Inspiration from M*A*S*H: How to persevere to overcome adversity

In this article, I discuss how the key to success is often continuing to try ideas until you find the ones that work.


Estimated reading time: 3 minutes.

In my work as a Calgary psychologist and a Cochrane psychologist, I often get inspired by ideas from the media to help clients. One memorable example came from the long-running television show based on the Korean war called M*A*S*H which is set in a mobile army surgical hospital. Although the program originally aired many years ago, it still appears in reruns.

One M*A*S*H episode was so moving in its focus on resilience and perseverance that it inspires me to keep going when I feel like giving up. It also helps me to spur my clients to keep going in the face of adversity. In the following sections, I will discuss the key moments of the episode which I find so inspiring.

Facing adversity in war and on the gridiron

In the M*A*S*H episode End Run, American Billy Tyler is a soldier and former star running back with the University of Iowa. He is wounded in action and is told by surgeons that they had to amputate one of his legs in order to save his life. This is devastating for Billy as he was looking forward to a professional football career. With his dreams shattered, he tells hospital staff that he wants to kill himself.

Overcoming adversity by going to the ‘short pass’

Things begin to turn around for Billy thanks to Corporal Radar O’Reilly, company clerk of M*A*S*H. Radar is a big fan of Billy’s being from Iowa himself. He brings Billy a Life magazine article of last year’s big game between Iowa and Minnesota.

Billy recalls the adversity his team had to overcome in that game. They were behind late in the game and were pinned deep in their own end of the field and nothing they tried was working. They tried running up the middle and were stopped. They tried passing for bombs and they were stopped. Finally, they tried some short passes and were able to make some yardage and slowly but surely move the ball down the field. They ultimately handed the ball to Billy who ran for the winning touchdown.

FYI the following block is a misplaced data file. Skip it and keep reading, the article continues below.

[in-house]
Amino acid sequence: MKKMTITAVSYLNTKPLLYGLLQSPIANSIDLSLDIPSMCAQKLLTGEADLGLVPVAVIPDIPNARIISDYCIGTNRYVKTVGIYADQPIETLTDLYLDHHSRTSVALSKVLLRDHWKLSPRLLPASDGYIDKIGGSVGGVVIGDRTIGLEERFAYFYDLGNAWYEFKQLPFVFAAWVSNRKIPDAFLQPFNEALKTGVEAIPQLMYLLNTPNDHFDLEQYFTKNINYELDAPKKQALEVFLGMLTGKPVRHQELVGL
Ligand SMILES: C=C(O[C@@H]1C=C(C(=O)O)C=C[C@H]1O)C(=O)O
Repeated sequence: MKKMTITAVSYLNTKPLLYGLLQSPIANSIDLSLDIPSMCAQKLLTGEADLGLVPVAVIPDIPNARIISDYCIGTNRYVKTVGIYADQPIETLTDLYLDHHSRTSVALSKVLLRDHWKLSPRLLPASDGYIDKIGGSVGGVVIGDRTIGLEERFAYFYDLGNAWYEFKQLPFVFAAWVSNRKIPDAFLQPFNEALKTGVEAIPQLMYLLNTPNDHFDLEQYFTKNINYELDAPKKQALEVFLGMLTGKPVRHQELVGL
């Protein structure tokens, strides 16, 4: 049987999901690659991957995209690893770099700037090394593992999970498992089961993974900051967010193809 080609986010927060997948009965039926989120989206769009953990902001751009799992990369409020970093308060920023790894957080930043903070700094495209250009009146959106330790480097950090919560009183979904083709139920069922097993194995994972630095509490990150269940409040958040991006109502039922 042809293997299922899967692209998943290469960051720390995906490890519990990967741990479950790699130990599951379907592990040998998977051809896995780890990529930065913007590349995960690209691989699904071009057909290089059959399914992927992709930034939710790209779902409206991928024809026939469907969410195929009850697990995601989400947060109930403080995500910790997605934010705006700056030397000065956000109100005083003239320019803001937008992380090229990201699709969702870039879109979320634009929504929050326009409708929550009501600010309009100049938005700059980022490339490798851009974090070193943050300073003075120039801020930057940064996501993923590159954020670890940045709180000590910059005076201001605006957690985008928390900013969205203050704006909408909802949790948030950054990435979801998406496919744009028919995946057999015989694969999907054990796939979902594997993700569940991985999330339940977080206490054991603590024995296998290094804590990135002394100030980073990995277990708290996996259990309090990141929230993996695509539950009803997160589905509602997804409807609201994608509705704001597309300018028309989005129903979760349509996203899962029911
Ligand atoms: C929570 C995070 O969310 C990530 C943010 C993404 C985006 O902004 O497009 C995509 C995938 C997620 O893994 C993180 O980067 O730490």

Radar congratulates Billy for his pivotal role in the victory, but Billy observes that there was much more to it than his contribution. “It was those short passes that did it’, Billy notes. Then comes the moment  when he realizes that the game has provided him with a lesson he can use in his life. “There’s always a way to beat ‘em,” he contemplates. “You just have to keep trying until you find it.” In the final part of the episode, when leaving the hospital Billy tells the doctors who operated on him that he is going to use the “short pass”. Radar tells them that it means he is going to keep trying.

How to go to the short pass when you are facing adversity

You can face a lot of adversity in pursuit of goals in various areas including school, job/career, relationships, finances and sports, to name just a few.  It can so frustrating at times that, like Billy Tyler, you may feel like giving up.

It helps to remind yourself at these times that, just because your efforts have not produced success to this point, it does not mean you cannot succeed. As Billy observed when he remembered how going to the short pass helped his team to win, “There’s always a way to beat ‘em. You just have to keep trying until you find it.”

Although this inspirational quote was uttered by a character in a television show, messages similar to it have inspired many people to succeed in their real lives. This includes no less than Thomas Edison, believed by many to be the greatest inventor of all time. Edison observed, “Many of life’s failures are people who did not realize how close they were to success when they gave up.”

So if you’ve tried and failed and feel like giving up as a result, follow the advice of Billy Tyler and Thomas Edison. If you need some support and guidance in doing so, you may find it helpful to meet with a psychologist who can help you to “go to the short pass.”

May you persevere on the way to achieving your goals,

Dr. Pat

2018-08-12T21:58:42+00:00By |Categories: Depression, Sport & Performance|

About the Author:

Feeling Challenged? Work with a psychologist who knows how to overcome challenges… Depression, anxiety, stress & other psychological issues may seem as daunting as completing a marathon. My approach to “Plan, Take Action & Track Progress”, has helped 100s of clients and is the same approach I used to succeed in the Boston Marathon & Ironman Canada.

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